Hostname: page-component-77c89778f8-5wvtr Total loading time: 0 Render date: 2024-07-19T07:13:35.199Z Has data issue: false hasContentIssue false

HIV/AIDS KNOWLEDGE, WOMEN’S EDUCATION, EPIDEMIC SEVERITY AND PROTECTIVE SEXUAL BEHAVIOUR IN LOW- AND MIDDLE-INCOME COUNTRIES

Published online by Cambridge University Press:  01 May 2007

DANA SNELLING
Affiliation:
Offord Centre for Child Studies and Department of Psychiatry and Behavioural Neurosciences, McMaster University and Hamilton Health Sciences Corporation, Hamilton, Canada
D. WALTER RASUGU OMARIBA
Affiliation:
Offord Centre for Child Studies and Department of Psychiatry and Behavioural Neurosciences, McMaster University and Hamilton Health Sciences Corporation, Hamilton, Canada
SUNGJIN HONG
Affiliation:
Department of Psychology, University of Illinois, Urbana-Champaign, USA
KATHOLIKI GEORGIADES
Affiliation:
Offord Centre for Child Studies and Department of Psychiatry and Behavioural Neurosciences, McMaster University and Hamilton Health Sciences Corporation, Hamilton, Canada
YVONNE RACINE
Affiliation:
Offord Centre for Child Studies and Department of Psychiatry and Behavioural Neurosciences, McMaster University and Hamilton Health Sciences Corporation, Hamilton, Canada
MICHAEL H. BOYLE
Affiliation:
Offord Centre for Child Studies and Department of Psychiatry and Behavioural Neurosciences, McMaster University and Hamilton Health Sciences Corporation, Hamilton, Canada

Summary.

A fundamental public health strategy to reduce the risk of HIV/AIDS is to increase levels of awareness and knowledge about the disease. Although knowledge about HIV/AIDS and protective sexual behaviour are linked theoretically, relatively little is known about their empirical relationship. Using Demographic and Health Survey data from 23 low- and middle-income countries, this study used multilevel logistic regression models: to examine cross-national variability in the relationship between HIV/AIDS knowledge and protective behaviour (condom use and restricted sex); to investigate the moderating influences of women’s educational attainment on this relationship; and to test the extent to which severity of the HIV/AIDS epidemic accounts for cross-national variability in the association between HIV/AIDS knowledge and protective behaviour. There was an association between increased knowledge of HIV/AIDS and condom use that varied in strength and form cross-nationally. This cross-national variation was accounted for partially by the socioeconomic characteristics of women resident in the study countries and between-country differences in the severity of the HIV epidemic. While education modified the association between HIV/AIDS knowledge and protective behaviour – stronger associations at lower levels of education – epidemic severity exerted a stronger influence on behaviour than any other characteristic. Finally, this study indicates that protective sexual practices are disturbingly low. In eight of 23 countries, overall levels of condom use to prevent STDs and HIV/AIDS were less than 5·0%. Waiting for the spread of HIV/AIDS infection to change sexual practices in low- and middle-income countries will result in dramatic unnecessary suffering.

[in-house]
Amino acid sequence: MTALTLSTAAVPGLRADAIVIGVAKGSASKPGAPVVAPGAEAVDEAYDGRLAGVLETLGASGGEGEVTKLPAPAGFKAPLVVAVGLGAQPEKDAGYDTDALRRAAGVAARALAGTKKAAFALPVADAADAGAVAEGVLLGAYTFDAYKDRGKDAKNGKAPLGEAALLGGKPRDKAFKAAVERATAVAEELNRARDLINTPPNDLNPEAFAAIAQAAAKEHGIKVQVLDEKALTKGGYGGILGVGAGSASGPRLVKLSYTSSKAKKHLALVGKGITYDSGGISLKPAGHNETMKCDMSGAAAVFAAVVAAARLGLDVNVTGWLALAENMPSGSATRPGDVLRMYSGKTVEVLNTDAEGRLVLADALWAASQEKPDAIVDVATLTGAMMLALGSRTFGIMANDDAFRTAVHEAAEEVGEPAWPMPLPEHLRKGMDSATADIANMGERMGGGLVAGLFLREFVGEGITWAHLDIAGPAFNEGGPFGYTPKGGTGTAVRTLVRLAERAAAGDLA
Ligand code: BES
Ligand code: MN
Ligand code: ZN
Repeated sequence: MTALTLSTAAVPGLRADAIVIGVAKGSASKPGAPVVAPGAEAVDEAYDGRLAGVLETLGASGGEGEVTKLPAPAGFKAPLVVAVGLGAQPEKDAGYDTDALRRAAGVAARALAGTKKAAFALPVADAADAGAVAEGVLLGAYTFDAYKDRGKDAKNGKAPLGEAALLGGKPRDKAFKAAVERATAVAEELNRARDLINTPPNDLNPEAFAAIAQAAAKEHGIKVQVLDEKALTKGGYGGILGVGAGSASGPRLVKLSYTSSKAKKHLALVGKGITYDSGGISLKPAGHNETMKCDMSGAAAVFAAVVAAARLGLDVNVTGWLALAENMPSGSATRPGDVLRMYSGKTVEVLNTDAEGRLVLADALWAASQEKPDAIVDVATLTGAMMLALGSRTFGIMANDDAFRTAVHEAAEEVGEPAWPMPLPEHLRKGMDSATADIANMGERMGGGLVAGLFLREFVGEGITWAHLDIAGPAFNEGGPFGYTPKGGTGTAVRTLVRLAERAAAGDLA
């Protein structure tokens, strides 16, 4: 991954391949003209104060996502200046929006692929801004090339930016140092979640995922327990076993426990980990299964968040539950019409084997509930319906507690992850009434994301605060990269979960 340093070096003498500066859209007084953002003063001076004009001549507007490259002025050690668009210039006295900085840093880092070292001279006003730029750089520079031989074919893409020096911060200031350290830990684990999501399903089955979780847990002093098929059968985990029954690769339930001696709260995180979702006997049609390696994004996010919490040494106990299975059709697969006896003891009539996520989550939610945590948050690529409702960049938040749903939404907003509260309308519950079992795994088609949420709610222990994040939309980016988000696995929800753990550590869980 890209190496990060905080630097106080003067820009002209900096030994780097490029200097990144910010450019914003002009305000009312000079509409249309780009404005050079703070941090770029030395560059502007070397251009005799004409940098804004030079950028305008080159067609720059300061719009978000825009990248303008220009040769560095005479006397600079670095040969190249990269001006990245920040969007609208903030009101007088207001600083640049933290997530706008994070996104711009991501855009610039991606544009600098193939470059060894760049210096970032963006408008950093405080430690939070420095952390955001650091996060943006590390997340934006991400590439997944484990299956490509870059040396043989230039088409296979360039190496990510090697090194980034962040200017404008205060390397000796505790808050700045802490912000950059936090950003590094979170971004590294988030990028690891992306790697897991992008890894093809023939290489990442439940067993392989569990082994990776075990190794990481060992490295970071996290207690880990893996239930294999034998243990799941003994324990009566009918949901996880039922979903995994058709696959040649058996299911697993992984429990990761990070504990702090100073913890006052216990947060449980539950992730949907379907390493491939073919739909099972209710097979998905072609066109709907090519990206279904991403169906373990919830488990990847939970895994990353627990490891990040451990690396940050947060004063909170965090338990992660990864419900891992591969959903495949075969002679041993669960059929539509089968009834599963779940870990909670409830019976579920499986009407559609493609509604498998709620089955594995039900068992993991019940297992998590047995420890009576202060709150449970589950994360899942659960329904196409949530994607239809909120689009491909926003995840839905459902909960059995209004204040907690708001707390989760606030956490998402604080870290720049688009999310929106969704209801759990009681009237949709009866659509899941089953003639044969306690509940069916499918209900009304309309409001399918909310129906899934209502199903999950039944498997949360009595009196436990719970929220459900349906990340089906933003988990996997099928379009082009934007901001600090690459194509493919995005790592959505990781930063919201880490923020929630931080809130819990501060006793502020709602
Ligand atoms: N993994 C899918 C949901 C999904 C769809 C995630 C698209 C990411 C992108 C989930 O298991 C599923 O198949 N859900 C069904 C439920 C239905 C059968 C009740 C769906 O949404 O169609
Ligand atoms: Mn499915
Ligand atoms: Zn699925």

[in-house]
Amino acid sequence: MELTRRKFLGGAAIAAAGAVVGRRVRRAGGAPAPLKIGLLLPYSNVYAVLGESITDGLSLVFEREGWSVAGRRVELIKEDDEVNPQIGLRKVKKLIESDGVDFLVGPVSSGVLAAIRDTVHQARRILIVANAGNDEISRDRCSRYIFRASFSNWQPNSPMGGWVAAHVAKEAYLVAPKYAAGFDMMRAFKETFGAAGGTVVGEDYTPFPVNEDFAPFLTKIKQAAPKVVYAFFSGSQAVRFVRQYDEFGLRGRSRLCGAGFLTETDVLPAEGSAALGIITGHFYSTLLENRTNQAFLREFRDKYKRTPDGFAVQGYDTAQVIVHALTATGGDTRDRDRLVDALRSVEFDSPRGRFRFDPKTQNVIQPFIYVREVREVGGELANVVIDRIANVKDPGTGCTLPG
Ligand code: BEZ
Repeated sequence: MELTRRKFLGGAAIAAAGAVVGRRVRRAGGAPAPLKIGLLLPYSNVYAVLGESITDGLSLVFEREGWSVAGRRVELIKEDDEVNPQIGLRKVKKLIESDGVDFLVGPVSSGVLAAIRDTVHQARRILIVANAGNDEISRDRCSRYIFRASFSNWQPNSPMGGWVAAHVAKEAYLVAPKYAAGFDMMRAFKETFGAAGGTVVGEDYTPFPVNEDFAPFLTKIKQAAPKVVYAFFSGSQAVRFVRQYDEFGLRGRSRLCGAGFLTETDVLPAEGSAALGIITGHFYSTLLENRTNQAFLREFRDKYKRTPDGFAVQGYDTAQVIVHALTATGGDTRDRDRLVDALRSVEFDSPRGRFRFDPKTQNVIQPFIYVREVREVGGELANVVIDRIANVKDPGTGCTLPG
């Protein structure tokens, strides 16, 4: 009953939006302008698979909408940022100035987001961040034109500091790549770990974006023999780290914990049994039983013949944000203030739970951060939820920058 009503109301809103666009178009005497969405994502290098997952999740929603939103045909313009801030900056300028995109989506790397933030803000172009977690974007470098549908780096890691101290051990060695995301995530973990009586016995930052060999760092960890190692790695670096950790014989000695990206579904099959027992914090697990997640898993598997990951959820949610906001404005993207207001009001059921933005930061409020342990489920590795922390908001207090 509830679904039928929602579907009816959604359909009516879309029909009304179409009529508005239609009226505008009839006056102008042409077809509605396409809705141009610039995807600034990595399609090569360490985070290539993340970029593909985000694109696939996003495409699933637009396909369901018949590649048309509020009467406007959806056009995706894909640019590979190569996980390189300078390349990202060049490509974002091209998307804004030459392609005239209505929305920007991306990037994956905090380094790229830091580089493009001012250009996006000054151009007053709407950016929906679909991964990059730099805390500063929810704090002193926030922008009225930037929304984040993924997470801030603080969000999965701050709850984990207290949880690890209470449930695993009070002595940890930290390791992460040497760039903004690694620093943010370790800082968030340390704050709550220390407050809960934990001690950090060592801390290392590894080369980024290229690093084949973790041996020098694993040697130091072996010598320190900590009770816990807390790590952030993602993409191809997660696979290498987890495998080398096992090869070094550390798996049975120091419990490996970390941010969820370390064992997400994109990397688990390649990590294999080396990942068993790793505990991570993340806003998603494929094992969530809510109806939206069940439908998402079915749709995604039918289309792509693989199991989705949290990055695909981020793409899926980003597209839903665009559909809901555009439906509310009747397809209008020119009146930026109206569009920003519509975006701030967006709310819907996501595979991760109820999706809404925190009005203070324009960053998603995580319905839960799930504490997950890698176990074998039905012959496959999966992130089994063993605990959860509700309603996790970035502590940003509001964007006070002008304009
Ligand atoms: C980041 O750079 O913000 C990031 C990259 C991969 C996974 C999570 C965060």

Type
Research Article
Copyright
Copyright © Cambridge University Press 2006

Access options

Get access to the full version of this content by using one of the access options below. (Log in options will check for institutional or personal access. Content may require purchase if you do not have access.)